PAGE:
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Photo: Anadolu Agency / Getty Images

President Trump said Friday that Google is building a website to help people determine whether they need a test for COVID-19 and that "Google has 1700 engineers working on this right now." But Google said Verily, the life sciences unit of its parent company Alphabet, is "in the early stages of development" on such a tool.

Update: Google said in an updated statement Saturday it is helping with a national site, but it stressed the testing triage site is being done by sister company Verily, and they are aiming to start testing soon in the San Francisco Bay Area.

A tweet previously embedded here has been deleted or was tweeted from an account that has been suspended or deleted.

By the numbers: Verily has 1,000 employees in total. On Thursday Google/Alphabet CEO Sundar Pichai sent out a call for volunteers from Google to help Verily with its COVID-19 project, and received 1700 offers.

What they're saying: "Google is helping to develop a website," Trump said. "It's going to be very quickly done, unlike Websites of the past — to determine if a test is warranted and to facilitate testing at a nearby, convenient location."

  • Google said in a tweet that workers at its Verily unit "are developing a tool to help triage individuals for COVID-19 testing."
  • "Verily is in the early stages of development, and planning to roll testing out in the Bay Area, with the hope of expanding more broadly over time," Google said in the tweet.
  • Google declined to comment beyond the tweet. It's not clear how many of the volunteers for the Verily project will end up actually contributing to it.

The big picture: Google has lots of employees in other parts of the company working on other virus-related issues.

  • It has been working with public health authorities across the globe to ensure authoritative information is displayed any time someone enters a virus-related search query.
  • And teams in search, advertising and YouTube are working to prevent misinformation and profiteering.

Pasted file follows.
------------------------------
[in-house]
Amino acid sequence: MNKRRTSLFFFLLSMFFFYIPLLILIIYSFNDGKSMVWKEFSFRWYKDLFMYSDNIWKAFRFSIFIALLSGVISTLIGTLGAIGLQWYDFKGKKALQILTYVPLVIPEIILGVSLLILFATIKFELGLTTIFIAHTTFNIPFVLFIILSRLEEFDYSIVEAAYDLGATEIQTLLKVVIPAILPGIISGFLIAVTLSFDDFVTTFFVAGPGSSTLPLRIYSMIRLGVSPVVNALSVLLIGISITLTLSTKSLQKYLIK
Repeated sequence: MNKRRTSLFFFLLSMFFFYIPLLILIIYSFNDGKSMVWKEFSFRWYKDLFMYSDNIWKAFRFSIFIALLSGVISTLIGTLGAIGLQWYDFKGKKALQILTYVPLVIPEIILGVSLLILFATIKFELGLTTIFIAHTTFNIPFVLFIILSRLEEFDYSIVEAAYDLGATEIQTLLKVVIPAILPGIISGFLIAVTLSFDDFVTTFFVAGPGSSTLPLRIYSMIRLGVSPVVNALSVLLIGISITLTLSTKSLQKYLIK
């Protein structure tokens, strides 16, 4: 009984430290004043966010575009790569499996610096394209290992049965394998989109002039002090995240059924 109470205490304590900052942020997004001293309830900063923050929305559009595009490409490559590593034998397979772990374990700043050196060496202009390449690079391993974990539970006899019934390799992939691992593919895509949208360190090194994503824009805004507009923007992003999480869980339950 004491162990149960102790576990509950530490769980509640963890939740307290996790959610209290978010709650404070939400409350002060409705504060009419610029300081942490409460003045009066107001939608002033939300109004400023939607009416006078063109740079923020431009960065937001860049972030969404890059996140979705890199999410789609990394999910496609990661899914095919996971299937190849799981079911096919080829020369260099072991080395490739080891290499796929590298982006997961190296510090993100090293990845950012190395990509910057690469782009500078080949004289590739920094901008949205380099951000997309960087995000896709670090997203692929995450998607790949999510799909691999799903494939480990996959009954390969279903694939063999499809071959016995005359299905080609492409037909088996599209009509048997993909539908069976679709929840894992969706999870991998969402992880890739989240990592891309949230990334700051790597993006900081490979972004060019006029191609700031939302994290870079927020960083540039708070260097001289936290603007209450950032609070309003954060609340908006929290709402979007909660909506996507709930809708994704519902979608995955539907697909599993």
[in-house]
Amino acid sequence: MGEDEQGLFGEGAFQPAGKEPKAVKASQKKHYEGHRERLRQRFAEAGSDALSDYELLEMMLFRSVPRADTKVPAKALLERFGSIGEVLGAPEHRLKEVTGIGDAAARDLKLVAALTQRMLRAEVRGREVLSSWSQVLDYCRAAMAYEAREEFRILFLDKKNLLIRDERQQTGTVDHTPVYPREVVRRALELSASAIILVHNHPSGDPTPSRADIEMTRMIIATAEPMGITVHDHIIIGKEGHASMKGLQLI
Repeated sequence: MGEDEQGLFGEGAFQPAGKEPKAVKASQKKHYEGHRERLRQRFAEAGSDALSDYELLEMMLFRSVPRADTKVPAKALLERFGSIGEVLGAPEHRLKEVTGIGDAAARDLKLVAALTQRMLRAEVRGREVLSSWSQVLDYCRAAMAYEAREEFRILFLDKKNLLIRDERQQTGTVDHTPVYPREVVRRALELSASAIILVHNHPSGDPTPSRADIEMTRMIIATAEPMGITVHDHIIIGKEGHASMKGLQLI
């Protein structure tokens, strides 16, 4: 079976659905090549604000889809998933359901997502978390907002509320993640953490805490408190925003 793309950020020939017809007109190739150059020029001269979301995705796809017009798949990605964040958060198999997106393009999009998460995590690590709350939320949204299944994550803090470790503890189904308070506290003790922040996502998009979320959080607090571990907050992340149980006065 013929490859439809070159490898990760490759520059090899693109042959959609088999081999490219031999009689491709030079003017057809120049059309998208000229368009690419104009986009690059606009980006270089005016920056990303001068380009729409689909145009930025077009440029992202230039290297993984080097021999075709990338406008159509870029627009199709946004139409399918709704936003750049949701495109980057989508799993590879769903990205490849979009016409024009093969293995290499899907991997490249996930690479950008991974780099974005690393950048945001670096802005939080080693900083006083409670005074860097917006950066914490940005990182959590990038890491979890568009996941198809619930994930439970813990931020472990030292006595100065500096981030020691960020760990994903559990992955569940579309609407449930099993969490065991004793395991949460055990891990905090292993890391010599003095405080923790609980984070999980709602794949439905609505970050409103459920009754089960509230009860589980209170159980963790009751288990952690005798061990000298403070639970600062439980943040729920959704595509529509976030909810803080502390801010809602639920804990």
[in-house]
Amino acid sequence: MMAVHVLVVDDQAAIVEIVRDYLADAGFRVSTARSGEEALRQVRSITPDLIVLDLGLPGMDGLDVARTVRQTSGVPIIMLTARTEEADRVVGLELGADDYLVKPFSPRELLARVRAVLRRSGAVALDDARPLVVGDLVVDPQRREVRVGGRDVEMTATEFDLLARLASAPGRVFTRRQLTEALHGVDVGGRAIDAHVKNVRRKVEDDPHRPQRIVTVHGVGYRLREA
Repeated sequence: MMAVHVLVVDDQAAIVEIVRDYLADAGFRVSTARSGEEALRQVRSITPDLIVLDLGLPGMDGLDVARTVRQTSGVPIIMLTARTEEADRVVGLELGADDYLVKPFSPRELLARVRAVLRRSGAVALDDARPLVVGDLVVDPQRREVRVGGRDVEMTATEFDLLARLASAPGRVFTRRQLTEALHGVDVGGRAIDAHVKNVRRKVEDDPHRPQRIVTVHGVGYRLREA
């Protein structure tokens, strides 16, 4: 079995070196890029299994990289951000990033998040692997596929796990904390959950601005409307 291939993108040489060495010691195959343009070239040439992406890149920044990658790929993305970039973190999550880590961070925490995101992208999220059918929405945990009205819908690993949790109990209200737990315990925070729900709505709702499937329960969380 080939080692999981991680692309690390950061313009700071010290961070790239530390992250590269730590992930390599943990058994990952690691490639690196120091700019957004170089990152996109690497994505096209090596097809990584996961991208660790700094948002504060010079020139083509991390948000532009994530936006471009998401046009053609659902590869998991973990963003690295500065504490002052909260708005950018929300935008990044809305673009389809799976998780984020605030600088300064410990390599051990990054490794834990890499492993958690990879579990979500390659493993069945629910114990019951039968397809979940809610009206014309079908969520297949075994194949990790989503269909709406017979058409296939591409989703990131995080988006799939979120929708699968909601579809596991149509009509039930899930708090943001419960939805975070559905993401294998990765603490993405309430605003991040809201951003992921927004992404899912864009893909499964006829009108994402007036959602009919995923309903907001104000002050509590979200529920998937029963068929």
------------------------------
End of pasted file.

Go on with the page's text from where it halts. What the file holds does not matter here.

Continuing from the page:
What's next: At the Friday press conference, Vice President Mike Pence promised more details and a launch date for the project by Sunday.


Editor's note: The original headline of this story, "Trump's Google math doesn't add up," has been changed to more accurately reflect the questions surrounding the president's announcement of the Google project. This article has been updated with Google's latest statement.

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The state of play: With the trial set to enter its third week, activists across America are watching the proceedings unfold with heavy skepticism that what they perceive as justice will be served.

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Why it matters: Not all bubbles burst. Real estate, in particular, tends to rise in value much more easily than it falls. Besides, says National Association of Realtors chief economist Lawrence Yun, this "is not a bubble. It is simply lack of supply."

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China's COVID vaccines have low efficacy rates, official says

China Centers for Disease Control director Gao Fu at a March event in Beijing, China. Photo: Han Haidan/China News Service via Getty Images

The Chinese Center for Disease Control and Prevention's director said Saturday authorities are considering mixing COVID-19 vaccines because the country's domestically made doses "don't have very high protection rates," per AP.

Why it matters: The remarks by the Gao Fu at a news conference in the southwestern city of Chengdumark mark the first time a Chinese health official has spoken publicly about the low efficacy of vaccines made in China.